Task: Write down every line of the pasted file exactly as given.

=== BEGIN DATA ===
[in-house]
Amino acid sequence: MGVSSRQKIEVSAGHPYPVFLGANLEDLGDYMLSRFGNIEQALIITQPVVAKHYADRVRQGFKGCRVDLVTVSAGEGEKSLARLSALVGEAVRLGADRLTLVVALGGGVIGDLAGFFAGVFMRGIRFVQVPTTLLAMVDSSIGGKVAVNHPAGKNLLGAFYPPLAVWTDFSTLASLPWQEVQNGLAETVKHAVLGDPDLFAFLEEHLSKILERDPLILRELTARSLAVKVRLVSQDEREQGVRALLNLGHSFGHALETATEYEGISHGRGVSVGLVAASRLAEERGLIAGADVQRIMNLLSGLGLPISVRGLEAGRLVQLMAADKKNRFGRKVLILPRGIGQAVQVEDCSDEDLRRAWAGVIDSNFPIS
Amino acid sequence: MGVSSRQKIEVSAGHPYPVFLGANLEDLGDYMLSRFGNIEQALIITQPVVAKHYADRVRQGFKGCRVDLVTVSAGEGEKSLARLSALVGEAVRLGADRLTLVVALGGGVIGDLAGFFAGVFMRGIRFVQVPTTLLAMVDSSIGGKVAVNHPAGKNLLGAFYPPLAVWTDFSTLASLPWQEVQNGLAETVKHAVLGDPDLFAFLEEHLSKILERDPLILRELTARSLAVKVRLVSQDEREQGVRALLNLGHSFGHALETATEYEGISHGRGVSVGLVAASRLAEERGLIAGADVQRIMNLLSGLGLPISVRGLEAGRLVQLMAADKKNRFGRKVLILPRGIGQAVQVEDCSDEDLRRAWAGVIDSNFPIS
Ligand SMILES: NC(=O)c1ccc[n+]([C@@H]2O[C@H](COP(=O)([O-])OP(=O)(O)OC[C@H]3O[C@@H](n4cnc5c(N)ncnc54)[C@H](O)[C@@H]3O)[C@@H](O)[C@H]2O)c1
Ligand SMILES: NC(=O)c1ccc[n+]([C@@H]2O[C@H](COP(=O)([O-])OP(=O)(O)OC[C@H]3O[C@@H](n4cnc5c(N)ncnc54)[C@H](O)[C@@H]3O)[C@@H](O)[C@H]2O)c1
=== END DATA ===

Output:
[in-house]
Amino acid sequence: MGVSSRQKIEVSAGHPYPVFLGANLEDLGDYMLSRFGNIEQALIITQPVVAKHYADRVRQGFKGCRVDLVTVSAGEGEKSLARLSALVGEAVRLGADRLTLVVALGGGVIGDLAGFFAGVFMRGIRFVQVPTTLLAMVDSSIGGKVAVNHPAGKNLLGAFYPPLAVWTDFSTLASLPWQEVQNGLAETVKHAVLGDPDLFAFLEEHLSKILERDPLILRELTARSLAVKVRLVSQDEREQGVRALLNLGHSFGHALETATEYEGISHGRGVSVGLVAASRLAEERGLIAGADVQRIMNLLSGLGLPISVRGLEAGRLVQLMAADKKNRFGRKVLILPRGIGQAVQVEDCSDEDLRRAWAGVIDSNFPIS
Amino acid sequence: MGVSSRQKIEVSAGHPYPVFLGANLEDLGDYMLSRFGNIEQALIITQPVVAKHYADRVRQGFKGCRVDLVTVSAGEGEKSLARLSALVGEAVRLGADRLTLVVALGGGVIGDLAGFFAGVFMRGIRFVQVPTTLLAMVDSSIGGKVAVNHPAGKNLLGAFYPPLAVWTDFSTLASLPWQEVQNGLAETVKHAVLGDPDLFAFLEEHLSKILERDPLILRELTARSLAVKVRLVSQDEREQGVRALLNLGHSFGHALETATEYEGISHGRGVSVGLVAASRLAEERGLIAGADVQRIMNLLSGLGLPISVRGLEAGRLVQLMAADKKNRFGRKVLILPRGIGQAVQVEDCSDEDLRRAWAGVIDSNFPIS
Ligand SMILES: NC(=O)c1ccc[n+]([C@@H]2O[C@H](COP(=O)([O-])OP(=O)(O)OC[C@H]3O[C@@H](n4cnc5c(N)ncnc54)[C@H](O)[C@@H]3O)[C@@H](O)[C@H]2O)c1
Ligand SMILES: NC(=O)c1ccc[n+]([C@@H]2O[C@H](COP(=O)([O-])OP(=O)(O)OC[C@H]3O[C@@H](n4cnc5c(N)ncnc54)[C@H](O)[C@@H]3O)[C@@H](O)[C@H]2O)c1